1.Against All Odds


Los Angeles poker classics


Bad Beat Poker

Pot-Limit Omaha

Spooky Hand

World Poker Challenge

Pot-Limit Hold'em Tournaments

Foxwood's Poker

Five-Star World Poker

World Series of Poker-2000

World Series Poker Championship

2.World Series of Poker Hands

Youngest World Champion

World Series Poker-1999

World Series Poker-1998

World Series Poker-2002





U.S.. Poker Championship-1999


WSOP's Winner-2000


WSOP's Record-2003

"Big One" in WSOP-2003

3.World Poker Tour


World Poker Tour-2002

WPT's winner-2003



World Poker Tournament-2003

WPT's Event-2003

Foxwood's World Poker

Amir's Big Call

4.European Poker Tour

The Poker em

Poker In Amsterdam-1998

The Poker em-2000

Late Night Poker 3-2000


5.Reading other Player's mail


Tournaments of Champion-1999

A Tale Of Four Bluffs


Commerce Casino-2002

No-Limit Hold'em Event-2002


“Miami” John Duthie Cernuto’s “Seize The moment”

Five years had gone by since my last visit to Foxwood's Casino.  I had taken it off my tournament trail endeavors because it was too far away, and I disagreed with some of their procedures. 

But I had done well there in the past, so I decided to make the trip in November 2000.  Well, let me tell you, I was very impressed with the changes that had been made.  The director of poker operations, Kathy Raymond, and the poker tournament director, Mike Ward, had really turned things around.  Middle-and high-limit poker were spread daily, and were prioritized.  The action varied from very good to spectacular, and those who made the trip were made to feel at home.  The tournaments we started on time and were structured extremely well, especially at the $1,000 level.  Also, two-hour rounds were used at the final table, giving the play poker card games plenty of time to make their moves.  Congratulations to Foxwood's for building a nucleus of tournament enthusiasts in the New England area! More than 1,000 players entered the first two events!

            I witnessed an amazing hand develop during the $500 buy-in no-limit Hold’em poker game event.  The blinds were $25- $50, with a middle position limper.  A local player, Sammy Haddad, was on the button with pocket sevens, and raised the pot to $200 to go.  The small blind, holding A-x, called the raise along with the big blind, who was holding A-J.  The limper, who was holding K-K, reraised to $900 to go.  Then it was call, call, call.  There was $2,400 in the center, and then came the flop: A-9-3 (two of them spades), with all stacks about poker even (Sammy had a little bit more than the other poker players ).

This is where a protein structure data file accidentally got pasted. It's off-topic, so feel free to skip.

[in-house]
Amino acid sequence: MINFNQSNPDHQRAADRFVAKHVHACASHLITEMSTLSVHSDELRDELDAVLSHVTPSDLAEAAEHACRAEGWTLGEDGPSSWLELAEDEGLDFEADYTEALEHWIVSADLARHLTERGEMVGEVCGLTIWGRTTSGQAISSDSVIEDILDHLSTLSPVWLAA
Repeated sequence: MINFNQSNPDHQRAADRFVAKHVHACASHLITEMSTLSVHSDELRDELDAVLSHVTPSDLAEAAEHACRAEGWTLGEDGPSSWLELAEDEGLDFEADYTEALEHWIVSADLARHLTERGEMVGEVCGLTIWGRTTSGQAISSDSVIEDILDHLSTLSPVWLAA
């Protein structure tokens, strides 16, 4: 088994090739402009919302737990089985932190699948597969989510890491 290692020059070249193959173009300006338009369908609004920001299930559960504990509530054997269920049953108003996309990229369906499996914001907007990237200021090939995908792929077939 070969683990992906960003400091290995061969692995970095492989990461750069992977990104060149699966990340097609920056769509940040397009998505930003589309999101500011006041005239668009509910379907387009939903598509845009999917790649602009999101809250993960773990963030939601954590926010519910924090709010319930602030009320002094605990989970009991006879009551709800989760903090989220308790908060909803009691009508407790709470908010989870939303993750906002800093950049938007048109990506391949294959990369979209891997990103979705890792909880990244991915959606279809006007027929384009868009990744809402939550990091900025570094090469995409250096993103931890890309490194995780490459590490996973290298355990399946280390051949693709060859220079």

Off we went.  First, the small blind bet an unbelievably novice wager of $100 into the $2,400 pot with his two aces, no kicker, and a neon sign saying, “Steal me, please!” The big blind took his ace with a jack kicker and slung them into the muck, too overly concerned about the next two players to act.  The K-K grimaced, but saw an opportunity to catch a king cheap, and called.  Sam Haddad also saw a cheap call for a seven card stud, but then spied a bigger opportunity and moved in with his sevens and got the expected results:  fold, fold.  I had played with Sammy the night before at the final table in limit Hold’em.  He’s a gutsy player with a lot of heart; he truly deserved the pot.  His risk was almost nil, and he couldn’t go broke.

            What makes this hand amazing is the fact that any of the four players could have won the pot limit omaha, owing to the novice player’s having made such a small wager.  The A-x could have won it with a reasonable bet, but his poor position and lack of experience caused his demise.  The A-J had a golden opportunity to win it with about a $1,000 raise.  His fear of betting into the two other players caused him to falter so badly that he didn’t even call the $100 bet! The player with the kings could have made a similar bet, but he was too concerned about poker what Sammy might do, and missed his opportunity.  He also missed it during his pre-flop reraise.  With $800 already in the center, his $400 raise was way too small.   A reraise of about $1,200 would’ve won it right there.  What was actually accomplished by his small reraise was that he invited disaster, which came in the form of an ace.  It could have been really disastrous if the flop had come Q-7-2! Sammy won the pot because he had the situation, seized the opportunity, and then put the $2,900 on top of his stack.  That’s one of the intangibles that a good tournament player has in his arsenal.

No need to wait on premium hands.  Opportunities will arise.  Just be sure that when you see your opportunities, you don’t hesitate.  Just seize the moment!


6.From The Other Side Of Table


Commerce Casino-1999



Bellagio Poker

Ladies World Championship

High Limit Action in Houston

Commerce Casino's California-1999

Party Poker Million-2002

WSOP's Winner-2002

WSOP seven card stud-2000

Foxwood's Casino

Pot-Limit Hold'em Event

World Heads-Up Poker Tour

United States Poker Championship

7.Poker Hollywood Style

Chinese Poker

Bicycle Club Casino


Celebrity Poker

Hustler Casino

8.Cheesehead Poker

Poker in Madison


Sportsmen Club

Pot-Limit Hold'em At Nora's Bar

Big Game in Wisconsin